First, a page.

• RME ADI-2 Pro FS Review

    October 15, 2019 Luckbad 3

    Almost an age ago, I reviewed the RME ADI-2 DAC. It seemed like it was going to be an interesting piece of kit to check out and press all of the buttons on. I recommend reading that, because virtually everything I said there applies here, and I’m not going to repeat myself too much.

    As a longtime proponent of non-delta sigma DACs, I didn’t expect to enjoy the sound. We’re talking old R-2R pieces like the Sonic Frontiers SFD-1 MKII on up to modern multibit like the Schiit Gungnir or modern old school like the MHDT Labs NOS tube DACs.

    The RME ADI-2 DAC astonished me. I was taken aback by how much I enjoyed using it as the backbone for my music listening setup. From the sound to the versatility, I was enchanted. I purchased one in January of 2018 right as the first units hit the USA with no intention of keeping it.

    About 1.5 years later, I not only still loved the ADI-2 DAC, I decided to further enhance my system by committing to its big brother, the ADI-2 Pro FS. The “FS” designates it as the follow-up to the RME ADI-2 Pro as it includes the SteadyClock FS (FemtoSecond) technology first introduced in the ADI-2 DAC.

    Not only is the ADI-2 Pro FS a digital-to-analog converter, it also converts analog to digital, digital to digital, and… well, there are so many features it would take up the entire review to even list them all. Check them out for yourself: https://www.rme-audio.de/en/products/adi_2-pro.php

    In addition to being a music listener, I’ve played the guitar for a number of years and have done some recording here and there as a hobby. When stepping up to the ADI-2 Pro FS from the ADI-2 DAC as the centerpiece for my audio system, I had high expectations. And my expectations were far exceeded.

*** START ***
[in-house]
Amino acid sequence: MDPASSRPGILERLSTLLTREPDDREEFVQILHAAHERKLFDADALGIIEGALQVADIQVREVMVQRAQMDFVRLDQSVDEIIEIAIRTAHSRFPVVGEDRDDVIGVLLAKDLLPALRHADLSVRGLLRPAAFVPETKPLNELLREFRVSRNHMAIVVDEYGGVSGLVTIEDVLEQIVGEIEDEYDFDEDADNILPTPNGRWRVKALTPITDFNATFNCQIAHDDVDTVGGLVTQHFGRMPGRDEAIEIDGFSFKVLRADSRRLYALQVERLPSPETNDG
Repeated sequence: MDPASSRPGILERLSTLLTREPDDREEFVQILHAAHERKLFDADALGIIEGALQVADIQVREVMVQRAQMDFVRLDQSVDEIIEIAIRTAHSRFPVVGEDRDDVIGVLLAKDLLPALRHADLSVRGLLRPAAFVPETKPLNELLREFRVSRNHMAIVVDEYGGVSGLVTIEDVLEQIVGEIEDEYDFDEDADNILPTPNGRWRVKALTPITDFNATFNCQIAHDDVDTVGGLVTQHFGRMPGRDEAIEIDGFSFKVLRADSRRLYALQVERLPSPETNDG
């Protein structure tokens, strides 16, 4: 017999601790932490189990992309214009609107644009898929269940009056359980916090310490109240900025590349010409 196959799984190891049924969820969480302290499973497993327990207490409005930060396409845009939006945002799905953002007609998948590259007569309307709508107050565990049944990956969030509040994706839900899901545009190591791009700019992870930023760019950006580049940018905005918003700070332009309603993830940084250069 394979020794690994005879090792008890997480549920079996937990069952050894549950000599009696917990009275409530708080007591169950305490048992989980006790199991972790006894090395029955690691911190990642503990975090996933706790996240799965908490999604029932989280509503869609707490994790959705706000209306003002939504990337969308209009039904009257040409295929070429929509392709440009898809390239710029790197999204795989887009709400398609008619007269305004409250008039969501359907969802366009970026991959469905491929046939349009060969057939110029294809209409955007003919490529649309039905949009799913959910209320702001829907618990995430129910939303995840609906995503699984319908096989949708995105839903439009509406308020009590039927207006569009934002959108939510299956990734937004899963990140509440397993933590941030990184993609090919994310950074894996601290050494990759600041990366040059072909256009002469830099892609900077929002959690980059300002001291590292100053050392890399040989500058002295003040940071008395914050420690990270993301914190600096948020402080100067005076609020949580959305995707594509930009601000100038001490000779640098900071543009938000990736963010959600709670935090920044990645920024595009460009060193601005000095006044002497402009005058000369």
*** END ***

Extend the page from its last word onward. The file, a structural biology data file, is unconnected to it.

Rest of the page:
About the only the RME ADI-2 Pro FS does not have is a microphone or instrument preamp. For those duties, I use a Steinberg UR28M (I’d love to check out the RME Babyface Pro but it’s currently out of my price range). Leveraging the rock-solid, and ultra fast drivers of the RME, I can now play my guitar through the Steinberg going to the RME ADI-2 Pro FS for real-time software amplification. It’s a heck of a setup, and a notable step up from the native Steinberg drivers if I use the UR28M alone.

    Having the ADI-2 Pro FS for a few months now, I’ve found a lot of random reasons to use it as the heart of my audio system. I had a RIVA Festival with digital input that I wanted to connect to my PS4. I didn’t want to permanently connect the two, so I just have TOSLINK going from the PS4 to my ADI-2 Pro FS, then output that signal to the speaker. I can change the sources whenever I feel like it without unhooking anything.

    As a certified basshead, I love subwoofers. But I usually listen to headphones. Not a problem, there. I use my XLR outs to go an SPL Phonitor XE which feeds my headphones and the single-ended outputs to my subwoofer, so I can enjoy big bass even with my beloved Sennheiser HD650s. And you can use EQ with each output separately! Yep, that means you can send just the bass signals to the subwoofer if you like. Magic.